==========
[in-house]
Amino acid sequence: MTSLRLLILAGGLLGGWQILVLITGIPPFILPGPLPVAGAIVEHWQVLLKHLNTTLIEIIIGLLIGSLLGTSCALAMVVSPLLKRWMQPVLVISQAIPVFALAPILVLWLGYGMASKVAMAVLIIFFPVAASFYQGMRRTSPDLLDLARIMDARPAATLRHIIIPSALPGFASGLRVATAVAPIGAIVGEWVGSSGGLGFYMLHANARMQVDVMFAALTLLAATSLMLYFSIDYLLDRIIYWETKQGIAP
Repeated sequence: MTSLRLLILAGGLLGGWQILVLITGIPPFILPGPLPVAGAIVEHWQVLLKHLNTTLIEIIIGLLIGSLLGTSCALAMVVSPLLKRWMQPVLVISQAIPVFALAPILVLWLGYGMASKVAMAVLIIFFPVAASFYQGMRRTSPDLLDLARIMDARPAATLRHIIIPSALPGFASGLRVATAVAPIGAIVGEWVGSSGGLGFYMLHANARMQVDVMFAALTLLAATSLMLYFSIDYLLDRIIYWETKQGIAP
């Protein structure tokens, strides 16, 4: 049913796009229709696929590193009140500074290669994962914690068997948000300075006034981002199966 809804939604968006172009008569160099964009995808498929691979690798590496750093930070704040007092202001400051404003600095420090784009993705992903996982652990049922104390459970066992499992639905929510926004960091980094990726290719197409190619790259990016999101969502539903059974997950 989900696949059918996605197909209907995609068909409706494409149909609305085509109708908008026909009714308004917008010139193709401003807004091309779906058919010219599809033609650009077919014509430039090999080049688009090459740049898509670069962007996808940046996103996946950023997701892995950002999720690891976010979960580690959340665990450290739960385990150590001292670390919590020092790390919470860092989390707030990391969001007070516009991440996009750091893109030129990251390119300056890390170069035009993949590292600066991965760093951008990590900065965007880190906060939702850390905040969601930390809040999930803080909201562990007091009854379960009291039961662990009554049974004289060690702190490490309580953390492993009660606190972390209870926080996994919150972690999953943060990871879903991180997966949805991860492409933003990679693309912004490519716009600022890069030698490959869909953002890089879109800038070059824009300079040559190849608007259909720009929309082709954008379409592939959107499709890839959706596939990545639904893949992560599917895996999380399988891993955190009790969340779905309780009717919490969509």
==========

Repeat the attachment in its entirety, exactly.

[in-house]
Amino acid sequence: MTSLRLLILAGGLLGGWQILVLITGIPPFILPGPLPVAGAIVEHWQVLLKHLNTTLIEIIIGLLIGSLLGTSCALAMVVSPLLKRWMQPVLVISQAIPVFALAPILVLWLGYGMASKVAMAVLIIFFPVAASFYQGMRRTSPDLLDLARIMDARPAATLRHIIIPSALPGFASGLRVATAVAPIGAIVGEWVGSSGGLGFYMLHANARMQVDVMFAALTLLAATSLMLYFSIDYLLDRIIYWETKQGIAP
Repeated sequence: MTSLRLLILAGGLLGGWQILVLITGIPPFILPGPLPVAGAIVEHWQVLLKHLNTTLIEIIIGLLIGSLLGTSCALAMVVSPLLKRWMQPVLVISQAIPVFALAPILVLWLGYGMASKVAMAVLIIFFPVAASFYQGMRRTSPDLLDLARIMDARPAATLRHIIIPSALPGFASGLRVATAVAPIGAIVGEWVGSSGGLGFYMLHANARMQVDVMFAALTLLAATSLMLYFSIDYLLDRIIYWETKQGIAP
């Protein structure tokens, strides 16, 4: 049913796009229709696929590193009140500074290669994962914690068997948000300075006034981002199966 809804939604968006172009008569160099964009995808498929691979690798590496750093930070704040007092202001400051404003600095420090784009993705992903996982652990049922104390459970066992499992639905929510926004960091980094990726290719197409190619790259990016999101969502539903059974997950 989900696949059918996605197909209907995609068909409706494409149909609305085509109708908008026909009714308004917008010139193709401003807004091309779906058919010219599809033609650009077919014509430039090999080049688009090459740049898509670069962007996808940046996103996946950023997701892995950002999720690891976010979960580690959340665990450290739960385990150590001292670390919590020092790390919470860092989390707030990391969001007070516009991440996009750091893109030129990251390119300056890390170069035009993949590292600066991965760093951008990590900065965007880190906060939702850390905040969601930390809040999930803080909201562990007091009854379960009291039961662990009554049974004289060690702190490490309580953390492993009660606190972390209870926080996994919150972690999953943060990871879903991180997966949805991860492409933003990679693309912004490519716009600022890069030698490959869909953002890089879109800038070059824009300079040559190849608007259909720009929309082709954008379409592939959107499709890839959706596939990545639904893949992560599917895996999380399988891993955190009790969340779905309780009717919490969509």